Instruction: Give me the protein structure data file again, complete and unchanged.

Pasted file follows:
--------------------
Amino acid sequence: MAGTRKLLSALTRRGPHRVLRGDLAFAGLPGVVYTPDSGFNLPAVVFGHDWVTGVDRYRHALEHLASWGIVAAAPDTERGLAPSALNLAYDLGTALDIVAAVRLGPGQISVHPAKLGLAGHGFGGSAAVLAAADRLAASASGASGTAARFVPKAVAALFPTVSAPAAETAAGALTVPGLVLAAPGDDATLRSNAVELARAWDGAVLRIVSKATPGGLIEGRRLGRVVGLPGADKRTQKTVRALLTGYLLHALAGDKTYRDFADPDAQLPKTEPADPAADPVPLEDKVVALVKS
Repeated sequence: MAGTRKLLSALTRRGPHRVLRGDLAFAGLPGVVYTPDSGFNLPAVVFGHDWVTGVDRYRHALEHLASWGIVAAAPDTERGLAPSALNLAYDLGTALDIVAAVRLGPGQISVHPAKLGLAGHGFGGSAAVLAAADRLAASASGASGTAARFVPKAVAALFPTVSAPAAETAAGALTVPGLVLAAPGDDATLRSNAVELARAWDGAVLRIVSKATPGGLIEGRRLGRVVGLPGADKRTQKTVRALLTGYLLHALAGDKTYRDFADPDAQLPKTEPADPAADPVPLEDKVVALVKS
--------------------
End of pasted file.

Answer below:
Amino acid sequence: MAGTRKLLSALTRRGPHRVLRGDLAFAGLPGVVYTPDSGFNLPAVVFGHDWVTGVDRYRHALEHLASWGIVAAAPDTERGLAPSALNLAYDLGTALDIVAAVRLGPGQISVHPAKLGLAGHGFGGSAAVLAAADRLAASASGASGTAARFVPKAVAALFPTVSAPAAETAAGALTVPGLVLAAPGDDATLRSNAVELARAWDGAVLRIVSKATPGGLIEGRRLGRVVGLPGADKRTQKTVRALLTGYLLHALAGDKTYRDFADPDAQLPKTEPADPAADPVPLEDKVVALVKS
Repeated sequence: MAGTRKLLSALTRRGPHRVLRGDLAFAGLPGVVYTPDSGFNLPAVVFGHDWVTGVDRYRHALEHLASWGIVAAAPDTERGLAPSALNLAYDLGTALDIVAAVRLGPGQISVHPAKLGLAGHGFGGSAAVLAAADRLAASASGASGTAARFVPKAVAALFPTVSAPAAETAAGALTVPGLVLAAPGDDATLRSNAVELARAWDGAVLRIVSKATPGGLIEGRRLGRVVGLPGADKRTQKTVRALLTGYLLHALAGDKTYRDFADPDAQLPKTEPADPAADPVPLEDKVVALVKS